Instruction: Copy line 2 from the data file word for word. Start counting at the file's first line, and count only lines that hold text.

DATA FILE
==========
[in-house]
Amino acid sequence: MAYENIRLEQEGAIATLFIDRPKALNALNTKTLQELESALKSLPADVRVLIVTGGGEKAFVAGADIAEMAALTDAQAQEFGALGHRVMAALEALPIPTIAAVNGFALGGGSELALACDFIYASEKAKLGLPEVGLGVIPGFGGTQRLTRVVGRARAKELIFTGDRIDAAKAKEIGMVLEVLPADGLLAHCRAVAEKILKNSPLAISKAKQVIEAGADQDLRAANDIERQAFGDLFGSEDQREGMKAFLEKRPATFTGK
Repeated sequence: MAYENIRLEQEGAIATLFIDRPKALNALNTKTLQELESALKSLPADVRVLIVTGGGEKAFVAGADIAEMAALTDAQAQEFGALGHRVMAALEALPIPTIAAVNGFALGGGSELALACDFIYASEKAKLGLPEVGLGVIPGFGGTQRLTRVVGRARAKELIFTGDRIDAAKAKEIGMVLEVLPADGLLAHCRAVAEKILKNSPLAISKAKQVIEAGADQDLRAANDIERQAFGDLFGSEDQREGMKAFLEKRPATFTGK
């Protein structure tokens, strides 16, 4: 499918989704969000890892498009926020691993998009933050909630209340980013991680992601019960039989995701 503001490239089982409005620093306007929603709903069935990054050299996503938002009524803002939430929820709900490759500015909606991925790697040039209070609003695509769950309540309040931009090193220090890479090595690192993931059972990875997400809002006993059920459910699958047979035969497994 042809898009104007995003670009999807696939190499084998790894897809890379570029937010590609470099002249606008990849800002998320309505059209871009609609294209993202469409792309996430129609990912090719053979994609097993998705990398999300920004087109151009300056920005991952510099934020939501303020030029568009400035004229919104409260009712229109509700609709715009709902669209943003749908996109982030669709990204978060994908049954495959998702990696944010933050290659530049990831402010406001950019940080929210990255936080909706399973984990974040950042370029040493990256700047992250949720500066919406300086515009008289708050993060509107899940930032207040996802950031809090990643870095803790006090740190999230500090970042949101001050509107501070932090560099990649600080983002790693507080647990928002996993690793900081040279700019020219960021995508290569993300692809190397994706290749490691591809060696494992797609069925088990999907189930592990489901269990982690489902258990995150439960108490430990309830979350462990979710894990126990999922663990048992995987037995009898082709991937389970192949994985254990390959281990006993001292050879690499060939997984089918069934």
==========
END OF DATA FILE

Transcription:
Amino acid sequence: MAYENIRLEQEGAIATLFIDRPKALNALNTKTLQELESALKSLPADVRVLIVTGGGEKAFVAGADIAEMAALTDAQAQEFGALGHRVMAALEALPIPTIAAVNGFALGGGSELALACDFIYASEKAKLGLPEVGLGVIPGFGGTQRLTRVVGRARAKELIFTGDRIDAAKAKEIGMVLEVLPADGLLAHCRAVAEKILKNSPLAISKAKQVIEAGADQDLRAANDIERQAFGDLFGSEDQREGMKAFLEKRPATFTGK